WASHINGTON – U.S. businesses added to their stockpiles by a modest amount in November, even though sales were weak for a fourth consecutive month.
Businesses increased stockpiles by 0.2 per cent in November, matching the increase in October, the Commerce Department reported Wednesday. Total business sales fell 0.2 per cent in November following a 0.3 per cent drop in October. A separate report Friday says that retail sales declined in December.
While businesses could start cutting back on their stockpiling if sales don’t improve, economists remain optimistic. They are expecting a rebound in demand in coming months, given strong employment gains and a big drop in gas prices, which means people have more money to spend on other items.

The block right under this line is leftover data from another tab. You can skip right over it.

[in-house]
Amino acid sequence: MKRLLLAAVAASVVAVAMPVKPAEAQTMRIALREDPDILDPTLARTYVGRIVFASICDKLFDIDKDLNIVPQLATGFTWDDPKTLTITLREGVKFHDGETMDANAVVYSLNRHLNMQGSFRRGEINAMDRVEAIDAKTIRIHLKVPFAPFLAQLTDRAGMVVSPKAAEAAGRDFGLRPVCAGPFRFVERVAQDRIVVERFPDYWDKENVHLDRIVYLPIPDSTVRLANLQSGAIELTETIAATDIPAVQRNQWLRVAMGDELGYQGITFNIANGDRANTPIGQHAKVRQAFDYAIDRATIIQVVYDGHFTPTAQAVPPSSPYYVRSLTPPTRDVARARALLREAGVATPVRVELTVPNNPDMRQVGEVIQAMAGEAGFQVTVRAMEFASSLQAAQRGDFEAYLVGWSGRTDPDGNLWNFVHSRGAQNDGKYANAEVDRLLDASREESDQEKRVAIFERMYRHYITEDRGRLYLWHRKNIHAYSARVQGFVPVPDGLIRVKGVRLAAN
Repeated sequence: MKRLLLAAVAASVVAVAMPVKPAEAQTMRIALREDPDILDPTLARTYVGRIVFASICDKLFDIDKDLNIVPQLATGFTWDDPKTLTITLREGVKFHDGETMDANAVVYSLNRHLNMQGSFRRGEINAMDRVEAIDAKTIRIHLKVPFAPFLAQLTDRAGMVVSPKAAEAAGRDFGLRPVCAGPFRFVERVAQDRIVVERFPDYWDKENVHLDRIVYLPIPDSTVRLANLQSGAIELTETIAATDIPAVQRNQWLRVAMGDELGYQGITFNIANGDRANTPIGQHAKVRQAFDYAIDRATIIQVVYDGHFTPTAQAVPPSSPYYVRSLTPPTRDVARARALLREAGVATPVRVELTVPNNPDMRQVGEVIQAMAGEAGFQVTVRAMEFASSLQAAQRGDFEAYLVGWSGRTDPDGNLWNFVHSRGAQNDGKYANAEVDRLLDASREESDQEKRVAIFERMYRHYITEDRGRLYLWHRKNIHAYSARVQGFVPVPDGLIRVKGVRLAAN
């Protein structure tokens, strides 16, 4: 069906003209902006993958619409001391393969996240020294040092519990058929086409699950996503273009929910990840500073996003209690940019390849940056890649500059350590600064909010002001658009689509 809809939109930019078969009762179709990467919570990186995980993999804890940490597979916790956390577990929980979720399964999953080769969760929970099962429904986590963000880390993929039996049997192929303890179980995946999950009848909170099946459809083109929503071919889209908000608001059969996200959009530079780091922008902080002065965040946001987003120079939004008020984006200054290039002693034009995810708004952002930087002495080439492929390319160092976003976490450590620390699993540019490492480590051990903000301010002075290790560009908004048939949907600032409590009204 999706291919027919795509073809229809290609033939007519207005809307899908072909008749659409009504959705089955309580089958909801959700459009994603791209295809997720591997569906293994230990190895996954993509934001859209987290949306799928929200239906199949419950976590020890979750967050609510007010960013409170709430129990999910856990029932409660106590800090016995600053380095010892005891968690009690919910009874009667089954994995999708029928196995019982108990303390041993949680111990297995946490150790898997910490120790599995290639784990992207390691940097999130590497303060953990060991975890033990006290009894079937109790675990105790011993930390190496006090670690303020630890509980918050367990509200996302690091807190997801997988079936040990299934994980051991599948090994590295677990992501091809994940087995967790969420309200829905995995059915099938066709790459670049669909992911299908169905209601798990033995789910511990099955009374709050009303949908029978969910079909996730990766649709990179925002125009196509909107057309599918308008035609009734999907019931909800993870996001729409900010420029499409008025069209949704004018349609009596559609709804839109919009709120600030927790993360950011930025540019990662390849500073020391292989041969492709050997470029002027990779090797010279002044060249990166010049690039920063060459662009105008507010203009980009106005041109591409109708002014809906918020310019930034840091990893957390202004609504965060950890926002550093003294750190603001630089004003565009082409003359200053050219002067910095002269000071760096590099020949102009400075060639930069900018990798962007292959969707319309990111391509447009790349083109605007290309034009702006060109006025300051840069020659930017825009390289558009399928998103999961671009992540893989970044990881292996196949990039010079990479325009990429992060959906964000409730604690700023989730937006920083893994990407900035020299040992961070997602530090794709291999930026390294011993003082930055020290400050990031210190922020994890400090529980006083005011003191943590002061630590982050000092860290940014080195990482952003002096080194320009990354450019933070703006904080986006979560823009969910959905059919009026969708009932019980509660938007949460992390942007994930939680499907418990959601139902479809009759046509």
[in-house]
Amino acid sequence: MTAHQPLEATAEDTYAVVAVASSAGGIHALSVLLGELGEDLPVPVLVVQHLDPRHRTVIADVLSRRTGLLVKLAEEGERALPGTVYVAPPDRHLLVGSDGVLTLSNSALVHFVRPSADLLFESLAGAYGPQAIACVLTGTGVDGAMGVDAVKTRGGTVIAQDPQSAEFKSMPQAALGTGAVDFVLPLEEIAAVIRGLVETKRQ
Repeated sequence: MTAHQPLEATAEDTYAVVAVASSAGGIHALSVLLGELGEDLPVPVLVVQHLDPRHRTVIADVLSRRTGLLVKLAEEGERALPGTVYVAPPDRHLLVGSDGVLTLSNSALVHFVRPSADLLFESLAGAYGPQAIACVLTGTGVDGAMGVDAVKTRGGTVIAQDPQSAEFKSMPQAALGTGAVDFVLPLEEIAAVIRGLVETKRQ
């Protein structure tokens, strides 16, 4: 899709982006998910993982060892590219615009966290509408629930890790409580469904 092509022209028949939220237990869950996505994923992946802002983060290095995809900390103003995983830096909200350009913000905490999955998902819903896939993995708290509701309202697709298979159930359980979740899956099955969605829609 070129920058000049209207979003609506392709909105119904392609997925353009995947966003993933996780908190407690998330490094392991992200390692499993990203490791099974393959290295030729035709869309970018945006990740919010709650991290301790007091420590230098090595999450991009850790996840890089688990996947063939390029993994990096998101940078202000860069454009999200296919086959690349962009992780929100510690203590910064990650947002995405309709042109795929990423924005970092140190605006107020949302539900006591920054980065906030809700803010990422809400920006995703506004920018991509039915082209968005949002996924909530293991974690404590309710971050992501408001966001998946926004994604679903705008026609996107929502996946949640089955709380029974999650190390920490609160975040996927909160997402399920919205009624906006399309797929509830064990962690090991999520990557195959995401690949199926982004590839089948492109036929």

Further increases in stockpiles to fill empty shelves would likely translate into increased factory production and stronger economic growth.
For November, stockpiles at the wholesale level rose by 0.8 per cent, while manufacturing inventories were up a slight 0.1 per cent. Retail inventories actually fell 0.1 per cent.
A major reason for the bullish outlook on business sales is the improvement in the job market. The economy added nearly 3 million jobs in 2014, the strongest job growth since 1999. The hiring gains mean more people working and rising incomes that should boost consumer spending, which accounts for 70 per cent of economic activity.
Many analysts believe the economy will grow by 3 per cent in 2015, which would be the strongest annual gain in growth in a decade.